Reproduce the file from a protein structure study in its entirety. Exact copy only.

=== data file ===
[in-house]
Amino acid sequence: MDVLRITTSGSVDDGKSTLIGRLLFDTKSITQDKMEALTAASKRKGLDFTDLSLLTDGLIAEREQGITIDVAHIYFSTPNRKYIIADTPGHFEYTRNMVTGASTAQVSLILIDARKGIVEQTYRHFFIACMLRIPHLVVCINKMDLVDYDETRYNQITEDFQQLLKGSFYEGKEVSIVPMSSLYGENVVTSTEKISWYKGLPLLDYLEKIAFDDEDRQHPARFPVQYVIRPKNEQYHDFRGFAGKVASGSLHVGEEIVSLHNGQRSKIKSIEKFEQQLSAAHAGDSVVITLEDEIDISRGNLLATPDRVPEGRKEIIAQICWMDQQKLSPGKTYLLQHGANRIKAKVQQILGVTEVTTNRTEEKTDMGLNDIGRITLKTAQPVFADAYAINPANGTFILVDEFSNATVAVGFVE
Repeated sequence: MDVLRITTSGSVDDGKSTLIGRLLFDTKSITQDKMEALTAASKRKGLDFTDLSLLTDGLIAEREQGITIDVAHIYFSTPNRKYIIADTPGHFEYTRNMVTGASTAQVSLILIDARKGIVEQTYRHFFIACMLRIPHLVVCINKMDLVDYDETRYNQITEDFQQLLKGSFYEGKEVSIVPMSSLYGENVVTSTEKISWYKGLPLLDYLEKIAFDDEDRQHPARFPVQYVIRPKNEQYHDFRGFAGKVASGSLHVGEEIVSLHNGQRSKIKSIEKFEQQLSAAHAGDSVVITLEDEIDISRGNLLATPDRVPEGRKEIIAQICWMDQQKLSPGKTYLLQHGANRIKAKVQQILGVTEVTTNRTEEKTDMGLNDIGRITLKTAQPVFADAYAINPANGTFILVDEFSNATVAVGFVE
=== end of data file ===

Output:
[in-house]
Amino acid sequence: MDVLRITTSGSVDDGKSTLIGRLLFDTKSITQDKMEALTAASKRKGLDFTDLSLLTDGLIAEREQGITIDVAHIYFSTPNRKYIIADTPGHFEYTRNMVTGASTAQVSLILIDARKGIVEQTYRHFFIACMLRIPHLVVCINKMDLVDYDETRYNQITEDFQQLLKGSFYEGKEVSIVPMSSLYGENVVTSTEKISWYKGLPLLDYLEKIAFDDEDRQHPARFPVQYVIRPKNEQYHDFRGFAGKVASGSLHVGEEIVSLHNGQRSKIKSIEKFEQQLSAAHAGDSVVITLEDEIDISRGNLLATPDRVPEGRKEIIAQICWMDQQKLSPGKTYLLQHGANRIKAKVQQILGVTEVTTNRTEEKTDMGLNDIGRITLKTAQPVFADAYAINPANGTFILVDEFSNATVAVGFVE
Repeated sequence: MDVLRITTSGSVDDGKSTLIGRLLFDTKSITQDKMEALTAASKRKGLDFTDLSLLTDGLIAEREQGITIDVAHIYFSTPNRKYIIADTPGHFEYTRNMVTGASTAQVSLILIDARKGIVEQTYRHFFIACMLRIPHLVVCINKMDLVDYDETRYNQITEDFQQLLKGSFYEGKEVSIVPMSSLYGENVVTSTEKISWYKGLPLLDYLEKIAFDDEDRQHPARFPVQYVIRPKNEQYHDFRGFAGKVASGSLHVGEEIVSLHNGQRSKIKSIEKFEQQLSAAHAGDSVVITLEDEIDISRGNLLATPDRVPEGRKEIIAQICWMDQQKLSPGKTYLLQHGANRIKAKVQQILGVTEVTTNRTEEKTDMGLNDIGRITLKTAQPVFADAYAINPANGTFILVDEFSNATVAVGFVE